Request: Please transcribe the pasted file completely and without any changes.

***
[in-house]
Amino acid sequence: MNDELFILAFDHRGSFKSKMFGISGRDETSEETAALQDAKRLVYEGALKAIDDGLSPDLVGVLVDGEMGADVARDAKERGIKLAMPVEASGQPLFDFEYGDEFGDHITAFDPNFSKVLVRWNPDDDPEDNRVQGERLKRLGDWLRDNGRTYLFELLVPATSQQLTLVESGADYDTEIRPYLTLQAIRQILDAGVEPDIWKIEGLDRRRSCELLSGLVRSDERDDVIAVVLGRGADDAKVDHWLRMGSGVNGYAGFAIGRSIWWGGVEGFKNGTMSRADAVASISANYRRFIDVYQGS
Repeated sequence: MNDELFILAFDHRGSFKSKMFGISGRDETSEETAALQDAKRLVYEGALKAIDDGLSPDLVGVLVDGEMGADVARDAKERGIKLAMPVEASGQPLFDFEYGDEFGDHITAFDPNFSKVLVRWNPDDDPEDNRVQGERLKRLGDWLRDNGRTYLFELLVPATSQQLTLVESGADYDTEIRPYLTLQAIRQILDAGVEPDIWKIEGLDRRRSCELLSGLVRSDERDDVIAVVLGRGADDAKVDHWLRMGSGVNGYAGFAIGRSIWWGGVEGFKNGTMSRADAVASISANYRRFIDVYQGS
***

[in-house]
Amino acid sequence: MNDELFILAFDHRGSFKSKMFGISGRDETSEETAALQDAKRLVYEGALKAIDDGLSPDLVGVLVDGEMGADVARDAKERGIKLAMPVEASGQPLFDFEYGDEFGDHITAFDPNFSKVLVRWNPDDDPEDNRVQGERLKRLGDWLRDNGRTYLFELLVPATSQQLTLVESGADYDTEIRPYLTLQAIRQILDAGVEPDIWKIEGLDRRRSCELLSGLVRSDERDDVIAVVLGRGADDAKVDHWLRMGSGVNGYAGFAIGRSIWWGGVEGFKNGTMSRADAVASISANYRRFIDVYQGS
Repeated sequence: MNDELFILAFDHRGSFKSKMFGISGRDETSEETAALQDAKRLVYEGALKAIDDGLSPDLVGVLVDGEMGADVARDAKERGIKLAMPVEASGQPLFDFEYGDEFGDHITAFDPNFSKVLVRWNPDDDPEDNRVQGERLKRLGDWLRDNGRTYLFELLVPATSQQLTLVESGADYDTEIRPYLTLQAIRQILDAGVEPDIWKIEGLDRRRSCELLSGLVRSDERDDVIAVVLGRGADDAKVDHWLRMGSGVNGYAGFAIGRSIWWGGVEGFKNGTMSRADAVASISANYRRFIDVYQGS